Am I Spending My Time Right?

Wednesday, November 18th, 2009

Part of my consulting practice consists of individualized coaching sessions with senior clergy leaders who are interested in shaping their leadership roles more effectively.  At some point in every coaching relationship the question inevitably arises, “Am I spending my time the right way? How do other leaders of large congregations spend their time?” 2471143585_c16d0aec8a

 In response to the question I typically offer my proverbial (but not always helpful) response, “It depends…”  It depends on what size congregation you lead. There are different size categories among large congregations and each requires a different emphasis in pastoral leadership. It depends on what your personal passion and strengths include. It depends on how large of a staff team you manage and how many other clergy leaders are available to tend to the worship and pastoral needs of your congregation.

I have noticed that the people who pose this question are often operating with an unstated assumption about time management. The question asker assumes that if they get the allocation of time right, they will have enough time to get everything done. I have yet to meet a clergy leader who has enough time to get everything done.  At the end of the day you have to decide if you are doing the appropriate things (the things that only you can do by virtue of your role as head of staff). At the end of the day you have to decide whether or not the things that you are tending elicit enough of your personal passion to keep you fully engaged as a pastoral leader.

Most clergy leaders feel that they don’t get enough time to tend the creative and spiritual side of life that keeps their preaching effective. To that end I often encourage clergy to be more thoughtful about how they structure the beginning of their week, to keep time open at the beginning of the week for creative reflection on scriptures and sermon topics. Too many leaders fill the beginning of the week with purely administrative tasks, and try to save the end of the week for their creative/reflective time. Then they hit the end of the week and they are too exhausted to be creative, or they lose that time to pastoral care emergencies.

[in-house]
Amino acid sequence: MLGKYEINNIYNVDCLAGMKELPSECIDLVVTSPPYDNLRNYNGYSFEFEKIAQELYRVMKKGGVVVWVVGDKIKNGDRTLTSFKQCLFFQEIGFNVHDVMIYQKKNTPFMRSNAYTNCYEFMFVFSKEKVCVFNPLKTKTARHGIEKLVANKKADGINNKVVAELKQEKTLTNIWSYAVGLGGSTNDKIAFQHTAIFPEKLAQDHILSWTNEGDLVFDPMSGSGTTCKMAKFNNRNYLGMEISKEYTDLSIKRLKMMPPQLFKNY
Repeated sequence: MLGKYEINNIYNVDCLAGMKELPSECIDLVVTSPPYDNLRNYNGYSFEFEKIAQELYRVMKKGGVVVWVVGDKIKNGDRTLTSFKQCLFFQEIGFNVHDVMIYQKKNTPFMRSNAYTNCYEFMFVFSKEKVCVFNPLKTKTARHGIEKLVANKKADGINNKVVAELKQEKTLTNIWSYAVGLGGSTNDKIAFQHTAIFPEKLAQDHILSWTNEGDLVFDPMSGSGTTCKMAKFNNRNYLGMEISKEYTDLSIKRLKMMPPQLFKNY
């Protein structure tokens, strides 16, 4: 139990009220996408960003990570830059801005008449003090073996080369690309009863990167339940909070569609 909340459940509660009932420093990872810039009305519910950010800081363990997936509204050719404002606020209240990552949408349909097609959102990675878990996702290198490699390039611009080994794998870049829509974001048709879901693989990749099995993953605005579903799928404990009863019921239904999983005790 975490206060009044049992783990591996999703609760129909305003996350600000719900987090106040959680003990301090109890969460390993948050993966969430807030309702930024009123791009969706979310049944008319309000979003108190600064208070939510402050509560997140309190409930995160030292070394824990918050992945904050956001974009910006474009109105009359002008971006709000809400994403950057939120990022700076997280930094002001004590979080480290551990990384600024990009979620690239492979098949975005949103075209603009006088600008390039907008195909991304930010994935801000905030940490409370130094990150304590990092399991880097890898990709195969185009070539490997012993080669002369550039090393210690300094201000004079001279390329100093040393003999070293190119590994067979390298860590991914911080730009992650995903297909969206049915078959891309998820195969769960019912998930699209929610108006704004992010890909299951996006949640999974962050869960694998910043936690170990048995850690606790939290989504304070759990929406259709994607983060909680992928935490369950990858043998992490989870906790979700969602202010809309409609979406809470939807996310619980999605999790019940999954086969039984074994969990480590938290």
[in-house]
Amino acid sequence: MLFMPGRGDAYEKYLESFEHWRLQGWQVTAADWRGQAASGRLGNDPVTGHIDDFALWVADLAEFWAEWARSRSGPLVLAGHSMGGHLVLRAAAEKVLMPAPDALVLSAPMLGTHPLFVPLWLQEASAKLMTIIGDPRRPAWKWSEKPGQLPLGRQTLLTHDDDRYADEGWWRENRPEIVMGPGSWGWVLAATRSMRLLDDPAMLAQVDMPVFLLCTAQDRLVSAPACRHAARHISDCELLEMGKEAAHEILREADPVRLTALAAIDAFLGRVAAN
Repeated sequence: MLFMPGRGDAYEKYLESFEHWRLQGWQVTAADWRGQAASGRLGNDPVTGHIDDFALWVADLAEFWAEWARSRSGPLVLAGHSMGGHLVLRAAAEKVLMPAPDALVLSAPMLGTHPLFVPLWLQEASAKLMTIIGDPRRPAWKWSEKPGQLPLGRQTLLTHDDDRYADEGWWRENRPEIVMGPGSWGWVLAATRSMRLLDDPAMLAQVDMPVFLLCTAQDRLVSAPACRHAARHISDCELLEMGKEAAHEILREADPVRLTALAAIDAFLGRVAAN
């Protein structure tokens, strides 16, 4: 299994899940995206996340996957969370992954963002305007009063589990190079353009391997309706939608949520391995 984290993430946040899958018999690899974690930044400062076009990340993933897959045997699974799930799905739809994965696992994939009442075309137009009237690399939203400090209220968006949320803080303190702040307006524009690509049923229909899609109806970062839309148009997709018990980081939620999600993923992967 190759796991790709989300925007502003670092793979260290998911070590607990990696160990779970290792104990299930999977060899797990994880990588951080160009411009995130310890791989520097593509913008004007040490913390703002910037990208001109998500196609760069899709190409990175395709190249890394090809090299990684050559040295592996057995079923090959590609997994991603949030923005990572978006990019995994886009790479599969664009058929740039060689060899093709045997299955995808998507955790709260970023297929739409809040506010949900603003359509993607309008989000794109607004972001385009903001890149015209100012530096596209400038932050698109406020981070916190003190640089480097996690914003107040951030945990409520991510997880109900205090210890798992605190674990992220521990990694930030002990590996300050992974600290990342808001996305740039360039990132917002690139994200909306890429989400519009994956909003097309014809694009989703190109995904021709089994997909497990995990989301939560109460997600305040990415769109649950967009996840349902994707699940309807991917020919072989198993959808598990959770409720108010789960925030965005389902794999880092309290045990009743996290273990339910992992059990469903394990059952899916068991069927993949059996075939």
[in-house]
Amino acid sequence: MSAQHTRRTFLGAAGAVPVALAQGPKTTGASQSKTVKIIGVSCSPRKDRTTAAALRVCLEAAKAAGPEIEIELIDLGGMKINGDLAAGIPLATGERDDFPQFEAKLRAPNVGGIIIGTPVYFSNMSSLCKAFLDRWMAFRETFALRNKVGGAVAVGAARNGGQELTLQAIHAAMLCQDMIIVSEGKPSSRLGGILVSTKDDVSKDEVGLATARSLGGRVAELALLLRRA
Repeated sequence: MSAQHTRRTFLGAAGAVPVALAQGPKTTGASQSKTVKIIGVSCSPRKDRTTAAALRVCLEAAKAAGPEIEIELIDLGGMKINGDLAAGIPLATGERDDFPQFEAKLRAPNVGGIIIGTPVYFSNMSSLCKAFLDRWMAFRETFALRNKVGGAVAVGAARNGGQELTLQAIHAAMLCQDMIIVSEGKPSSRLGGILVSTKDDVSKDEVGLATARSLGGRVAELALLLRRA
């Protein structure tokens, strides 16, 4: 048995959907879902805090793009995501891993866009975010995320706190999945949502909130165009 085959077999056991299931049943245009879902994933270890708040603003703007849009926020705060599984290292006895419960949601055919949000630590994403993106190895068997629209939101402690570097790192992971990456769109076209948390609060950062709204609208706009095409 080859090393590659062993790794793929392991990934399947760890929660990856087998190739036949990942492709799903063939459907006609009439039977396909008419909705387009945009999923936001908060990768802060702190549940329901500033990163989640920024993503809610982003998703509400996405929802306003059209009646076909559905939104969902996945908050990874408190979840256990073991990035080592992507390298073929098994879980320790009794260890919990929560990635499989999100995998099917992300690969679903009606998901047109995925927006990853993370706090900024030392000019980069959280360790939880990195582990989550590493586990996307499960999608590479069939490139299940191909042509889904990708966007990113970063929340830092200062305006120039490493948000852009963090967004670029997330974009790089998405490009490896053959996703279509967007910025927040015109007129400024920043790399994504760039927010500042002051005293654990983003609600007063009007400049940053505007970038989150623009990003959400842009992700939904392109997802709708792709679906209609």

I’ve noticed that some of the more effective pastors are stricter about scheduling creative and spiritual time slots throughout the week. Check out Matthew Phillips reflection on this over at the Duke Divinity Call and Response Blog.

Photo credit: davebushe

Are you In or Out?

Monday, November 16th, 2009

Reading Festival 2007 message board 2 by TheeGoblin.

In the past month I’ve been in three different congregations who are all grappling with some version of the following question; how do we keep track of where and when our clergy staff is working? Everyone becomes defensive when the question is raised.

Clergy staff takes offense. In the posing of the question it seems that someone is accusing staff of not working hard enough or long enough. In response, clergy often reiterate long held positions about clergy life. “This is a calling, not a job. We work ridiculously long hours most days and we are expected to be available to the congregation at all hours of the day and night. Having some flexibility in when and where we work is a minor trade-off for the personal sacrifices we make on behalf of the congregation.”